THE MAGIC FOUNTAIN
All Original Written and Photographic content is Copyright MEL BIRNKRANT
I recently found a group of photos, 3-D slides my father took in his final years. To see them always required a special viewer that was misplaced, long ago. Yesterday, it dawned on me that I could view them on my scanner. So, after overlookeing them, for over half a century, I finally looked them over.
Among them, I found photos of the house on Seven mile Road, small faded images, no more than one inch square. To my delight, I discovered that I could, not only, see them on the scanner, but there is also a magic button, there, labeled “Restore Color”. And when I pressed it, that is exactly what it did, bringing both the images and the memories of what, I now realize, was a glorious childhood, back to life again… memories of the house that I grew up in, memories of my father.
If you have ever seen the movie, “Being There”, then, you have met my dad. He was like Chauncey Gardiner. And I could never definitively decide if he was a genius or a moron, a saint or a simpleton, for he displayed traits of all of the above. Unlike Chauncey, he never offered me the answer, by casually walking on water. But that might only be, because we didn’t have a pool.
On the other hand, we did have a Magic Fountain. It was my father Sam’s creation, and ongoing obsession. It began as a humble birdbath in the far corner of the backyard. Over the years, it grew and grew, sort of like me, until it became, to my young eyes, a full-fledged monstrosity. Looking back, now, across the healing haze of half a century, I realize that it was actually a Monument … to Pop’s creativity.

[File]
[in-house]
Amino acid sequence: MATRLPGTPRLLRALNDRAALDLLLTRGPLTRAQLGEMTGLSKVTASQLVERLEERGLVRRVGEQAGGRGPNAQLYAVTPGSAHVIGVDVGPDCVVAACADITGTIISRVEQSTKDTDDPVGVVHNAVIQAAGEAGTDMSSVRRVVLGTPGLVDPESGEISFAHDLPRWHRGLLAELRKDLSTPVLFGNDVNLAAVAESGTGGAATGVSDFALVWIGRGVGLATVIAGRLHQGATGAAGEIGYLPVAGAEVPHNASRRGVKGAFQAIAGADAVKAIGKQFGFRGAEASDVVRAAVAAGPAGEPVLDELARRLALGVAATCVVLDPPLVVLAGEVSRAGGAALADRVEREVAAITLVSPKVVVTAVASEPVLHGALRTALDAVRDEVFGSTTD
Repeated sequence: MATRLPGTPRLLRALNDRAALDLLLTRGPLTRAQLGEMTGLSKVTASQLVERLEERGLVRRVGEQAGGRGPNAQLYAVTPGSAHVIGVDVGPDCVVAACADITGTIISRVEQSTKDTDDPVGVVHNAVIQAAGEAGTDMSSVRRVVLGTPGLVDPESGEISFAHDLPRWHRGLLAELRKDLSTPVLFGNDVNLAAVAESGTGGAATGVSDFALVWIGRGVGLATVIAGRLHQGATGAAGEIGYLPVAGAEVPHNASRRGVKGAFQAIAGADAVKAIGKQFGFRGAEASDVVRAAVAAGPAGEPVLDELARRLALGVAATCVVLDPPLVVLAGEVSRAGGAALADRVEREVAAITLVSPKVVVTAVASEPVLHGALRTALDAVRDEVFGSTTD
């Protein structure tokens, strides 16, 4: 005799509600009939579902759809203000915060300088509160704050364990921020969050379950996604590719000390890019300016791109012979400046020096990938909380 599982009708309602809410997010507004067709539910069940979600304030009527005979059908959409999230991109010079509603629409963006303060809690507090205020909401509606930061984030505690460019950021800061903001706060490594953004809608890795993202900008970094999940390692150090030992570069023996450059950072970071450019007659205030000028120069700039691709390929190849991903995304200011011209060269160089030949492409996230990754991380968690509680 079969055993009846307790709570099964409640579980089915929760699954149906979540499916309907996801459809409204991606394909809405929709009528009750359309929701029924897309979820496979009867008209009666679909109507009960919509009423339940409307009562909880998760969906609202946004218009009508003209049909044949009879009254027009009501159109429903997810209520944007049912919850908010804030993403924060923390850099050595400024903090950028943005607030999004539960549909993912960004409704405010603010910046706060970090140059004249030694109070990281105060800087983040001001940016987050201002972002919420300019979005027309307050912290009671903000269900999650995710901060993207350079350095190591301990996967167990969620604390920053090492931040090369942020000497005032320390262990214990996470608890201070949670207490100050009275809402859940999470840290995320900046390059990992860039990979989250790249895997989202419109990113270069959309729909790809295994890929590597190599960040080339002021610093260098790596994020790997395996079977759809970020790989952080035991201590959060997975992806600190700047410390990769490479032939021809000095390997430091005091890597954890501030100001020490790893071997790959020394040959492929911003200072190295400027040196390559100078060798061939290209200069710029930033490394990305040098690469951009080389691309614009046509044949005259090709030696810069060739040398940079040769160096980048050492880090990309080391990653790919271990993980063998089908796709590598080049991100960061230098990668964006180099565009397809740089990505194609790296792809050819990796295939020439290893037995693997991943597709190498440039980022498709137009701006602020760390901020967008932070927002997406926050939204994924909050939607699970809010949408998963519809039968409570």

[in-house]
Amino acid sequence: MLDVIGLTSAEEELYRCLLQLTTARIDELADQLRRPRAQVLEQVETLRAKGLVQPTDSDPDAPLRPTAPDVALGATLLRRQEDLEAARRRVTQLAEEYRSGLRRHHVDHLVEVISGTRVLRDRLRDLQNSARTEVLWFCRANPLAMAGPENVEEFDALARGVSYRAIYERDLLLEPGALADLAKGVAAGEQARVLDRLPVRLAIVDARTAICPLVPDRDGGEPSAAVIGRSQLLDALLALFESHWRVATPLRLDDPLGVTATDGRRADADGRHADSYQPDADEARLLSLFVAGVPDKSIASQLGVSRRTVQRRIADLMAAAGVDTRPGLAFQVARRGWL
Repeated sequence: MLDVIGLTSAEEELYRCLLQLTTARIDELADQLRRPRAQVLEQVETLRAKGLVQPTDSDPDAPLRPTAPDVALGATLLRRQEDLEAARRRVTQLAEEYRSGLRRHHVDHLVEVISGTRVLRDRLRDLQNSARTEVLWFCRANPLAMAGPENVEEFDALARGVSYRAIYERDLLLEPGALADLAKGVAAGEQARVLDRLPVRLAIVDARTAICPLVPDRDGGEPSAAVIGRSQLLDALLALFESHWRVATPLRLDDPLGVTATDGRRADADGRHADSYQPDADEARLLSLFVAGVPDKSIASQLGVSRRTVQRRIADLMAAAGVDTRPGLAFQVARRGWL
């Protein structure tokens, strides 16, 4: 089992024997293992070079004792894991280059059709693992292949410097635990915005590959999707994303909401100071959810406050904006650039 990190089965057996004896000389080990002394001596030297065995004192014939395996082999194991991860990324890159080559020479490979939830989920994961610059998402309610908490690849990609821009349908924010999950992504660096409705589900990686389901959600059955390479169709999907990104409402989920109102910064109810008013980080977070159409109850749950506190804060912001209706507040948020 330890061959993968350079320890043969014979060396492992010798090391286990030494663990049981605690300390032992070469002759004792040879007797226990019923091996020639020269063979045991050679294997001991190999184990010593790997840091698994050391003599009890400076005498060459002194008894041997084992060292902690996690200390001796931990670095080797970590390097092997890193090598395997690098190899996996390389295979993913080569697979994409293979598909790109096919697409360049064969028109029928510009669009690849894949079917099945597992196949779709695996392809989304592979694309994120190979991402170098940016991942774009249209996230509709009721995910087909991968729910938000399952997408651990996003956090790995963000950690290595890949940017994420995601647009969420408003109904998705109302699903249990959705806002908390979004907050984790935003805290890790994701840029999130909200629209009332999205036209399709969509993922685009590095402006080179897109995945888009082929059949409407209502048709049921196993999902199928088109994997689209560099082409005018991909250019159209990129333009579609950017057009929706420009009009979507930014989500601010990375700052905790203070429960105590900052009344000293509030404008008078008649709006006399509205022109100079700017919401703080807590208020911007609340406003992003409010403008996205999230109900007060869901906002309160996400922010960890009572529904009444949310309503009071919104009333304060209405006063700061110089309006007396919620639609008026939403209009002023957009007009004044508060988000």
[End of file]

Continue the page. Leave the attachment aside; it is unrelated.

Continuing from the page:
I remember how it all began. The basic birdbath was already standing there, when we moved in. Then, one day, Sam came home with a cement statue of a girl, holding a fish. He placed this in the middle of the bowl, and attached it to the garden hose. I watched in admiration as a thin stream of water shot out of the fish’s mouth, and rose into the air, sending a spectacular spray of water, cascading everywhere. It only took 30 seconds for the birdbath to be full, and then the water overflowed the rim, and dribbled downward to form a circular waterfall. Ten minutes later, the surrounding area was soaked. And by the time the hose was reluctantly turned off, the entire yard was waterlogged.
A few days later, Pop acquired a large galvanized tin laundry tub. Dragging the birdbath to one side, he dug a hole, just big enough, to hide the tub. Then in the center of that container, he stacked a pile of cinder blocks and placed the birdbath on the top. Now the fountain could flow for half an hour, until the laundry tub was full, at which point, the water had no place to go. This problem was soon corrected by the addition of an electric pump, the first of many, hidden in the nearby bushes. Now, the same water could recycle endlessly, and my father was set free to express his creativity.
Eventually, he discovered that even a galvanized wash tub can rust; and besides, it wasn’t quite wide enough. So, before the summer was over, he replaced it with an in-ground pool, made out of concrete, twice the diameter of the tub. The top was capped with a circle of white ceramic tiles. He upgraded the birdbath too, replacing it with a more elaborate one, held aloft by four sea horses, adorned with dramatic scrolls and shells. And the pedestal it rested on was no longer a stack of cinder blocks, but something circular, made of concrete, as well. This was a major excavation, and Pop did all the work himself.